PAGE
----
The Puerto Rican crested toad was once found in nine localities within Puerto Rico (Isabela, Quebradillas, Arecibo, Barceloneta, Vega Baja, Bayamón, Coamo, Ponce and Guánica) and one locality in Virgin Gorda (USFWS, 1992). Until recently, the toads were thought extirpated from all areas except for temporary ponds in Guánica. In 2008, a second breeding population of crested toads was discovered in Punta Ventana, Guayanilla, which is approximately 3.83 kilometers northeast of the Guánica population. It is believed that this new population is most likely a metapopulation of the Guánica toads due to its close proximity. In 2010 crested toads were observed in Cienagas, also near Guánica, but the population status is unknown at this time.
Although historic habitat varies from rainforest, grassland, to dry scrub, all known areas are comprised of temporary bodies of water and limestone rock formations known as “karst.” Crested toads have never been found at elevations higher than 200 meters. The last remaining population’s habitat in the southwest coast of Puerto Rico, is rugged, dry scrub forest. There are no permanent bodies of fresh water in the area and on average, Guánica receives a meager 35 inches of rain annually (Farnsworth, 1991). The dry season is generally December to April and the wet season is from August to November (Farnsworth, 1991). Puerto Rican crested toads are nocturnal, escaping the sun’s intense heat during the day, by entering holes and fissures within the karst. The toads are seldom observed throughout the year except during breeding events.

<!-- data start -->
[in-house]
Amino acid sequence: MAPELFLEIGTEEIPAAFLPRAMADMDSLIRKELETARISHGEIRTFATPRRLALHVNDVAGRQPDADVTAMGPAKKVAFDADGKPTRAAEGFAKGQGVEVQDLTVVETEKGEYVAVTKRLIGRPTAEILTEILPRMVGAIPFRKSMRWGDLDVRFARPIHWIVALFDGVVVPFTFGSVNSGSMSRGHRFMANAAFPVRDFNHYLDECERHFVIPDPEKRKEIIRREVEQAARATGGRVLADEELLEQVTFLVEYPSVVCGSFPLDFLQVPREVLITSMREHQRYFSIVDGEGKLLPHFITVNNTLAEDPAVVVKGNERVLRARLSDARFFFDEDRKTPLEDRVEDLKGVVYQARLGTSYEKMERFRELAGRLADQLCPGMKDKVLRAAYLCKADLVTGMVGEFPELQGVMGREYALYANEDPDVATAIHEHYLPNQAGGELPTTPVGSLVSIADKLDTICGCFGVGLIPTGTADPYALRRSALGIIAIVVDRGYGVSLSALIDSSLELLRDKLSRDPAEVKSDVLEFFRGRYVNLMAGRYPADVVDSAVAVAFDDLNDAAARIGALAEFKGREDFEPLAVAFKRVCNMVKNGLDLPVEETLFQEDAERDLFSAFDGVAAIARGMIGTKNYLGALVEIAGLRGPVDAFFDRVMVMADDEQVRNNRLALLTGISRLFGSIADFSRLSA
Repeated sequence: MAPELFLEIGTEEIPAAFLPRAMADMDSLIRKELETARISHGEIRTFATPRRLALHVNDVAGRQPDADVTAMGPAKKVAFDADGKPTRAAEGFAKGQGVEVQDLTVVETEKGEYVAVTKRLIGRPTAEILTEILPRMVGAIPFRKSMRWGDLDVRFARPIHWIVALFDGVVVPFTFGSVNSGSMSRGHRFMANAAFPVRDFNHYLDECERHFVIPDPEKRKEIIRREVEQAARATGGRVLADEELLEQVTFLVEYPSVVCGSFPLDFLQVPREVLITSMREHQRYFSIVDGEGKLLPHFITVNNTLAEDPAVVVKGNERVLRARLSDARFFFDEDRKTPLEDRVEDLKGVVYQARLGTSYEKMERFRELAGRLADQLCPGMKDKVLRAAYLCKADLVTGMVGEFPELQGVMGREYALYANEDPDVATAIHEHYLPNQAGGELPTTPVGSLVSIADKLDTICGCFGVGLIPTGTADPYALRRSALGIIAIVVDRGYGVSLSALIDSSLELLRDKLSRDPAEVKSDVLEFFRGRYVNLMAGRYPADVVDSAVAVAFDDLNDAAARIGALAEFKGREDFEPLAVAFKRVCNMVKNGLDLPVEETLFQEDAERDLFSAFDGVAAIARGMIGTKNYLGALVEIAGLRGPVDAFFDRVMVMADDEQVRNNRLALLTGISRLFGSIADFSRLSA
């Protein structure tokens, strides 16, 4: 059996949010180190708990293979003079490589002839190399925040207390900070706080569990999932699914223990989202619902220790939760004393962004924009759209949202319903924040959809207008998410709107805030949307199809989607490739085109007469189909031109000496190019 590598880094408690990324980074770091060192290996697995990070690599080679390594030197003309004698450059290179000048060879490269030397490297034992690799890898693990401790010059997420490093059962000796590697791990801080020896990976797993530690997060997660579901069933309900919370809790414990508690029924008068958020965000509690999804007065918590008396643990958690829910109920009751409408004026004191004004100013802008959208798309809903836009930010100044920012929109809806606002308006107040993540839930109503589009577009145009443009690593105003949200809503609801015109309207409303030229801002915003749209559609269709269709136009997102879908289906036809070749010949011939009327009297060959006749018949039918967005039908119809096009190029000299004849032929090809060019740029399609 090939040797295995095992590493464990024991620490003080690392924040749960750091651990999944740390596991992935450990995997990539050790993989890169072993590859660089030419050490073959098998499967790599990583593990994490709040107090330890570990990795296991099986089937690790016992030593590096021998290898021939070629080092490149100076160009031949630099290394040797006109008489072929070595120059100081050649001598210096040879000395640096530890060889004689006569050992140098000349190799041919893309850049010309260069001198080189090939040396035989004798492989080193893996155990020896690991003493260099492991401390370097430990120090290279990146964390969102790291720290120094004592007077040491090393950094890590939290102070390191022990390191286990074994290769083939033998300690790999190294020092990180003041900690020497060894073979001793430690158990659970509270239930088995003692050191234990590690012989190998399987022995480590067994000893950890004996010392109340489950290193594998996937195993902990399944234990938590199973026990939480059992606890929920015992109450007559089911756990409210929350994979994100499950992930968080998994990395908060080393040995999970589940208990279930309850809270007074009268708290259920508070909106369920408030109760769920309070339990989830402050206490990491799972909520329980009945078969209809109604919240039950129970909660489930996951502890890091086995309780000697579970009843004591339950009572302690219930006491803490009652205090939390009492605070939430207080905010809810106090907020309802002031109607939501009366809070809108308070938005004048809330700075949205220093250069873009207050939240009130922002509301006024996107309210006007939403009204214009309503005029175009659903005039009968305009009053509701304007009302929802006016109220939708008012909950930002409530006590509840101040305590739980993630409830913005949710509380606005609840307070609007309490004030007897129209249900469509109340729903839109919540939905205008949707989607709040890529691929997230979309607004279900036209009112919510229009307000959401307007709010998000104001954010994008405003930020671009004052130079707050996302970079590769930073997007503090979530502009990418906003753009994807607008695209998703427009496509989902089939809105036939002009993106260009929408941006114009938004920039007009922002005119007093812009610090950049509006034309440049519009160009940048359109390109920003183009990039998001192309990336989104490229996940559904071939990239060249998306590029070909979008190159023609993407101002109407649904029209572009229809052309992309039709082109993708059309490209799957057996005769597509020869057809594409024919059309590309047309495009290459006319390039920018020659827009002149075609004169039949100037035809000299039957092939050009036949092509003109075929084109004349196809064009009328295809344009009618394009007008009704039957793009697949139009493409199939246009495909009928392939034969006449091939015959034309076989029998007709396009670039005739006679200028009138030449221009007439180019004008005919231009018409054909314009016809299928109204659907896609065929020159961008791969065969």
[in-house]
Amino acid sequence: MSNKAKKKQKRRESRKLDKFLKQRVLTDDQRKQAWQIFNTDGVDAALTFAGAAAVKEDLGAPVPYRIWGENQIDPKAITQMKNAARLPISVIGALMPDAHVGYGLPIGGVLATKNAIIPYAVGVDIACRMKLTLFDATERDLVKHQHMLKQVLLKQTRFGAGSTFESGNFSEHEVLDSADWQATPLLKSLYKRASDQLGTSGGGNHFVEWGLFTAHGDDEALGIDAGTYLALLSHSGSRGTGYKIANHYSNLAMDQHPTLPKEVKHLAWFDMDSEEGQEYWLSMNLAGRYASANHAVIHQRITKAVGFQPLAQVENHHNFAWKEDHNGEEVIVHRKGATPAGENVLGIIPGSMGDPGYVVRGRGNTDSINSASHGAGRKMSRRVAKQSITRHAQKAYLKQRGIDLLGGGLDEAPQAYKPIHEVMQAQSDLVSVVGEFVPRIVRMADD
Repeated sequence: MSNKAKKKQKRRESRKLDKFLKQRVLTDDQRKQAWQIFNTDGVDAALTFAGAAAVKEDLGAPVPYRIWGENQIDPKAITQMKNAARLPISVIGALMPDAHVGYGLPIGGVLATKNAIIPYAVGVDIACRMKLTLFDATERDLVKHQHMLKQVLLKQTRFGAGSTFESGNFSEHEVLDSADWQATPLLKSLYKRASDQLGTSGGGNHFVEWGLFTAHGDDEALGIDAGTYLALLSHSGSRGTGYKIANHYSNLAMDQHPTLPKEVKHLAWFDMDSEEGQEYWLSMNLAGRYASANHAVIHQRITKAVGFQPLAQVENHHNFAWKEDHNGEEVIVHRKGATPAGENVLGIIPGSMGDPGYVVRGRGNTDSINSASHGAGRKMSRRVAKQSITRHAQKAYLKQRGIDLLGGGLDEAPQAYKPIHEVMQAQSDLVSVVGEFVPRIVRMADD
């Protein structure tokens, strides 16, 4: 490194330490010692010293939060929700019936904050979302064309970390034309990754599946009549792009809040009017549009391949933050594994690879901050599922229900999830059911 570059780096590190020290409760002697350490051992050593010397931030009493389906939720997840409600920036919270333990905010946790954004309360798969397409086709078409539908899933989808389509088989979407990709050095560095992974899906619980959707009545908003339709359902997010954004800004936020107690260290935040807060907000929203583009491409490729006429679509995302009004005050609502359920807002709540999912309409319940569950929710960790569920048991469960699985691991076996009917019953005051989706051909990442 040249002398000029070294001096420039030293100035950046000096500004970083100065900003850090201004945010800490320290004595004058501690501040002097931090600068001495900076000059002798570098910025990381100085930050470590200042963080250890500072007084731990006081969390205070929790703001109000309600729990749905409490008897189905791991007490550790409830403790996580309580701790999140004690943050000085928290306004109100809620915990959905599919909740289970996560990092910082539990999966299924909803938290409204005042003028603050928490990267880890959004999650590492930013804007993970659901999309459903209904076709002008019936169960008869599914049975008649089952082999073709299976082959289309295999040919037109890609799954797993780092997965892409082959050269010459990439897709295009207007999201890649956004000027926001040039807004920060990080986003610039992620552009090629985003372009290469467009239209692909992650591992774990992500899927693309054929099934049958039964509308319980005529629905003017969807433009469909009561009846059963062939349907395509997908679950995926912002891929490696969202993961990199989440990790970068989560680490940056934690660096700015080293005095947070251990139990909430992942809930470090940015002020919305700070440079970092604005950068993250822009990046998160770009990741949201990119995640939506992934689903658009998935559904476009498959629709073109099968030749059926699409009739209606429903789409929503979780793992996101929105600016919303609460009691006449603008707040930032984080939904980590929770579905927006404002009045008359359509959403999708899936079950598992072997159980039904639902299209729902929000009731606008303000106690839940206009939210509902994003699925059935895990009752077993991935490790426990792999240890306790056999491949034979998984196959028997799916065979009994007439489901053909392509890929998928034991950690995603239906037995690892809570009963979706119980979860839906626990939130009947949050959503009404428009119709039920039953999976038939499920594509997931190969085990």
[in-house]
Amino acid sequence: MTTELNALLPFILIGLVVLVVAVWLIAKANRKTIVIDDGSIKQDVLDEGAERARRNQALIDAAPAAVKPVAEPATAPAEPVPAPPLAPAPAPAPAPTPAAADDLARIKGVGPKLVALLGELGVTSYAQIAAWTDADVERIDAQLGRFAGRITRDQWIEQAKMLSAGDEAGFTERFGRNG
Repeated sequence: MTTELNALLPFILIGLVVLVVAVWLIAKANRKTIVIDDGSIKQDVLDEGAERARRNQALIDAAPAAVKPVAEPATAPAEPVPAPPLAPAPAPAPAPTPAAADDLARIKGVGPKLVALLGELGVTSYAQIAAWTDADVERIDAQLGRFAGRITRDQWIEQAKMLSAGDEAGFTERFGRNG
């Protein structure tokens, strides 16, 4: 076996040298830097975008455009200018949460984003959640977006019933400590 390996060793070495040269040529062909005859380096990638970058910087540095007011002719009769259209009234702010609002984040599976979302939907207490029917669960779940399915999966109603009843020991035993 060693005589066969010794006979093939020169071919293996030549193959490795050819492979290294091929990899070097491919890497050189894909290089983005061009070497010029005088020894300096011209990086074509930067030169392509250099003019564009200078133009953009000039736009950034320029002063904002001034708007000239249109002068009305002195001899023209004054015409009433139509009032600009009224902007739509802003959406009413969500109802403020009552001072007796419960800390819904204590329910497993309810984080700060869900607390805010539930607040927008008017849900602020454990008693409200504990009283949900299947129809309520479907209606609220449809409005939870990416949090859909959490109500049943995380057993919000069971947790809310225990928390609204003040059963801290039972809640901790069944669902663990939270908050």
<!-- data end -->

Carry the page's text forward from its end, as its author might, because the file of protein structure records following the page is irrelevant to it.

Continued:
Current and historical locations of Puerto Rican crested toad populations:
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